A local nonprofit organization is the first in Franklin County to start selling naloxone without a prescription, according to the state board that oversees distribution.

A local nonprofit organization is the first in Franklin County to start selling naloxone without a prescription, according to the state board that oversees distribution.

The AIDS Resource Center Ohio, through its subsidiary, AMC Ohio Pharmacy in the Short North, is dispensing the drug, which is said to help prevent overdoses by reversing the effects of narcotics.

The drug became available at the pharmacy Sept. 2, according to a release from the resource center.

"We believe it is a natural extension of our work as a nonprofit, community health-focused organization that deals with issues relating to public health," said Joel Diaz, a spokesman for the resource center. "We have a long history of working with marginalized communities and don't shy away from the issues that are overlooked because of the nature of the work."

The drug has no age restriction but those seeking it first must undergo a brief counseling session at the pharmacy, 1033 N. High St., Diaz said. Patients must purchase a minimum order of two doses of the nasal spray at a cost of $100, which may be billed to insurance or Medicaid.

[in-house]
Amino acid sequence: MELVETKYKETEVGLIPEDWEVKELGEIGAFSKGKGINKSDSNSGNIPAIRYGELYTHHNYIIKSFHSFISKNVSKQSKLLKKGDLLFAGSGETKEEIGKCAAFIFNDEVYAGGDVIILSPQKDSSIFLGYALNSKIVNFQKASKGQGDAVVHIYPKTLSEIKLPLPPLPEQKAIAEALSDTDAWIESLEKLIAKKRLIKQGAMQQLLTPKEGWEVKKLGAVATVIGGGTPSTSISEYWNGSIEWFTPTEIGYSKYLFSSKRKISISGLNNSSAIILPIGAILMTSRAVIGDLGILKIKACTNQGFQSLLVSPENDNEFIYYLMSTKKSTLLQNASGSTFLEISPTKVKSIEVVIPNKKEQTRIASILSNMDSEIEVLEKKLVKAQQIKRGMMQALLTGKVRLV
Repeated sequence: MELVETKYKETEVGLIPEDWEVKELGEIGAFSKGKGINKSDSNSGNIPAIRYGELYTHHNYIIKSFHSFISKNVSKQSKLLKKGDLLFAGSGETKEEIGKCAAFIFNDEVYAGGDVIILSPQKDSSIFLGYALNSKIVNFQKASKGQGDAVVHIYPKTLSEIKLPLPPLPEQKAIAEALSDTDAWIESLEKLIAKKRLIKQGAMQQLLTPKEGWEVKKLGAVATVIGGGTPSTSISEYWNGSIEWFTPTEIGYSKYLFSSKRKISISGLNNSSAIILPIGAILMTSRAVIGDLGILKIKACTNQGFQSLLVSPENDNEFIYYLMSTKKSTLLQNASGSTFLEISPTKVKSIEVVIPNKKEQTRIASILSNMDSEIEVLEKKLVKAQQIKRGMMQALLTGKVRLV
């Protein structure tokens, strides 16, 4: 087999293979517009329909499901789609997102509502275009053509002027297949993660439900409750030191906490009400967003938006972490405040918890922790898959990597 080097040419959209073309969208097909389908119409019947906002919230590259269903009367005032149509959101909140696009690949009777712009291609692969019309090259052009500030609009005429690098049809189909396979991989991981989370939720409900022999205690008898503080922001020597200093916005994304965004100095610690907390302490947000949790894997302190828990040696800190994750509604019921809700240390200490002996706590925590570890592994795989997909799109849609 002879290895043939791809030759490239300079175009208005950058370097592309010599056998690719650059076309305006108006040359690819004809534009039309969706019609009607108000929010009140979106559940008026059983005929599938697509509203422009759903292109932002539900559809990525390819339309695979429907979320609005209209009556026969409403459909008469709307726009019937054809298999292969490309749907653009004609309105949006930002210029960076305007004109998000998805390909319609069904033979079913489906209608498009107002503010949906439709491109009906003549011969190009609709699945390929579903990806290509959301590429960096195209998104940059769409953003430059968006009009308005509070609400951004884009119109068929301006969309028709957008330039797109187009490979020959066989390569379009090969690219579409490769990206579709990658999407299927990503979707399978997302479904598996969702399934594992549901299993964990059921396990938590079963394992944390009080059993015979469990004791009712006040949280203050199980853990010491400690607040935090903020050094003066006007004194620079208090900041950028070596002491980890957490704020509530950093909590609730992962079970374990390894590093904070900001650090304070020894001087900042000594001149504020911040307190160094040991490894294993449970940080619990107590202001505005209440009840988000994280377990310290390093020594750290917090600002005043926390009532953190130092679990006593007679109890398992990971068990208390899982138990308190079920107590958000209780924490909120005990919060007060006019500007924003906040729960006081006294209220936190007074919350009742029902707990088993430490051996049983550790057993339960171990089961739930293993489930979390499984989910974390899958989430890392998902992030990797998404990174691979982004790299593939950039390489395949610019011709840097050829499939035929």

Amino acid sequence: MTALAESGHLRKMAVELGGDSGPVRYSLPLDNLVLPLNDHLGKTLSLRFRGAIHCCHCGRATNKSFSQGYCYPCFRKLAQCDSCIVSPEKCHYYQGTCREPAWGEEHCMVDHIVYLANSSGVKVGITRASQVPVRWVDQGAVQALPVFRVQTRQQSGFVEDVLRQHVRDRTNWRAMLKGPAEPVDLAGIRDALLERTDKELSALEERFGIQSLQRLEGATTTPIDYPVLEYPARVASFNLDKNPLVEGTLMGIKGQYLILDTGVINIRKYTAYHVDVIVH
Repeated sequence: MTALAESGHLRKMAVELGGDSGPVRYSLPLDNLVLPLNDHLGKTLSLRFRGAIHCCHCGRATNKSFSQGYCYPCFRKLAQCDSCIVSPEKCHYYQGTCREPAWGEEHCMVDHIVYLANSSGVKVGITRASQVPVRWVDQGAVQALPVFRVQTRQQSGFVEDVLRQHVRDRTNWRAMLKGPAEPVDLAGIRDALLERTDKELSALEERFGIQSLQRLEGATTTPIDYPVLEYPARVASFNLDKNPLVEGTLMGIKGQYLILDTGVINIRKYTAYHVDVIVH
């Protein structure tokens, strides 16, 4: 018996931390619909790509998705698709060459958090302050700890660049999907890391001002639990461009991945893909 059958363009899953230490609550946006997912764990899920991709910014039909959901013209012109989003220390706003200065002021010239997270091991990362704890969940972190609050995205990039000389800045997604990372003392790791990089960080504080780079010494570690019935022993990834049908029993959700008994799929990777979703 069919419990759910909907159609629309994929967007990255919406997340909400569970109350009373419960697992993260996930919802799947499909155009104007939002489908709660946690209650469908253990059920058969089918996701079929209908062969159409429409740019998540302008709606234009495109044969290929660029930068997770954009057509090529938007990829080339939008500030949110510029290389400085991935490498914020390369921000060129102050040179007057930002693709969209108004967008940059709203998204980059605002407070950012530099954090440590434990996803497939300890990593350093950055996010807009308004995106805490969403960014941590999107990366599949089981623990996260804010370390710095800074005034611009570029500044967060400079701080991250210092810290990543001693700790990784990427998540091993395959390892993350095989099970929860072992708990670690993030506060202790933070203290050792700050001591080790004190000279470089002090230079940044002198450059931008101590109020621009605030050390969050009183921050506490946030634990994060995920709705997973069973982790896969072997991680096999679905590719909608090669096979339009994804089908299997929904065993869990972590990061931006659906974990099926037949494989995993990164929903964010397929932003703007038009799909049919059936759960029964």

Those seeking intramuscular injections or oral doses of naloxone must order it ahead of time, Diaz said.

He said it is not a substitute for emergency-medical care for someone in the throes of an overdose. However, naloxone, often sold under such brand names as Evzio, Nalone, Narcan, Narcanti, Nalone, Prenoxad injection and others, has been known to save lives by reversing the effects of opioids and opiates during an overdose, he said.

The resource center's officials decided to pursue naloxone for its patients after House Bill 4 was passed into law last summer, authorizing pharmacists or pharmacy interns to dispense the drug without a prescription, in accordance with a physician-approved protocol.

The Ohio State Board of Pharmacy must be notified of pharmacies distributing naloxone, and each must consult a physician who authorizes the pharmacy to dispense the medication.

Other independent pharmacies across Ohio, about one or two a week, have started offering naloxone, but the chain stores have yet to follow, said Cameron McNamee, a spokesman for the state pharmacy board.

The legislation has had support from such institutions as Columbus Public Health.

"We hope others will join," said Jose Rodriguez, a spokesman for the agency. "We think easy access to Narcan will change lives, will save lives."

Dr. Steve Matson, an addiction expert at Nationwide Children's Hospital, said he sees little disadvantage in naloxone use, even when a physician or medical expert is not present.

"There virtually is nothing that can go bad if you use it (properly)," he said. "And it saves lives."

Matson said he would like to see more citywide harm-reduction efforts, which often include clean-needle exchanges. Columbus Public Health is considering establishing such centers that would have comprehensive addiction services.